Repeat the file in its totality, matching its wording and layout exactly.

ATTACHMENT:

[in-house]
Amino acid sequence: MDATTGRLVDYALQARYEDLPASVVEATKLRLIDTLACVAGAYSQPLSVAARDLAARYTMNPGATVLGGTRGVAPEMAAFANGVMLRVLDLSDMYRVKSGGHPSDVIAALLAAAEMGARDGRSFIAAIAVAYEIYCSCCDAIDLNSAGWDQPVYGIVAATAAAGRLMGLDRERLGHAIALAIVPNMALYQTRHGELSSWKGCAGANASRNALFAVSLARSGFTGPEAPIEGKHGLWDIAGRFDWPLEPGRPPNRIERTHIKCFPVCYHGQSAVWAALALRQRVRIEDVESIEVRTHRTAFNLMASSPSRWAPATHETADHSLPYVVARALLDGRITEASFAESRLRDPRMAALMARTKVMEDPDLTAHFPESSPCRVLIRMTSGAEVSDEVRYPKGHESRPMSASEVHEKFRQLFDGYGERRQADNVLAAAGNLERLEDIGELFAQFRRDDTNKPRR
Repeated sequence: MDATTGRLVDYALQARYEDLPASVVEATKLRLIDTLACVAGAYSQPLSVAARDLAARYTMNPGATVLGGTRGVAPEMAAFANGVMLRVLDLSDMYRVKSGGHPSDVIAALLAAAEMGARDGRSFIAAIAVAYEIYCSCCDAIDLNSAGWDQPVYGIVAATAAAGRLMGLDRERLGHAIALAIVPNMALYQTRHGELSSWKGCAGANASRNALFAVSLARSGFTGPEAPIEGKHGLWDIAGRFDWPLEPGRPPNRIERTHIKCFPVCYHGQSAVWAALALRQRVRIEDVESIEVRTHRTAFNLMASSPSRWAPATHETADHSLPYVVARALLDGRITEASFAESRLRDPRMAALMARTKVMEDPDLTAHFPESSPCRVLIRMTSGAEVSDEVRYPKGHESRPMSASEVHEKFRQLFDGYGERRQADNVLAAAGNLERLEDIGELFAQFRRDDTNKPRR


[in-house]
Amino acid sequence: MDATTGRLVDYALQARYEDLPASVVEATKLRLIDTLACVAGAYSQPLSVAARDLAARYTMNPGATVLGGTRGVAPEMAAFANGVMLRVLDLSDMYRVKSGGHPSDVIAALLAAAEMGARDGRSFIAAIAVAYEIYCSCCDAIDLNSAGWDQPVYGIVAATAAAGRLMGLDRERLGHAIALAIVPNMALYQTRHGELSSWKGCAGANASRNALFAVSLARSGFTGPEAPIEGKHGLWDIAGRFDWPLEPGRPPNRIERTHIKCFPVCYHGQSAVWAALALRQRVRIEDVESIEVRTHRTAFNLMASSPSRWAPATHETADHSLPYVVARALLDGRITEASFAESRLRDPRMAALMARTKVMEDPDLTAHFPESSPCRVLIRMTSGAEVSDEVRYPKGHESRPMSASEVHEKFRQLFDGYGERRQADNVLAAAGNLERLEDIGELFAQFRRDDTNKPRR
Repeated sequence: MDATTGRLVDYALQARYEDLPASVVEATKLRLIDTLACVAGAYSQPLSVAARDLAARYTMNPGATVLGGTRGVAPEMAAFANGVMLRVLDLSDMYRVKSGGHPSDVIAALLAAAEMGARDGRSFIAAIAVAYEIYCSCCDAIDLNSAGWDQPVYGIVAATAAAGRLMGLDRERLGHAIALAIVPNMALYQTRHGELSSWKGCAGANASRNALFAVSLARSGFTGPEAPIEGKHGLWDIAGRFDWPLEPGRPPNRIERTHIKCFPVCYHGQSAVWAALALRQRVRIEDVESIEVRTHRTAFNLMASSPSRWAPATHETADHSLPYVVARALLDGRITEASFAESRLRDPRMAALMARTKVMEDPDLTAHFPESSPCRVLIRMTSGAEVSDEVRYPKGHESRPMSASEVHEKFRQLFDGYGERRQADNVLAAAGNLERLEDIGELFAQFRRDDTNKPRR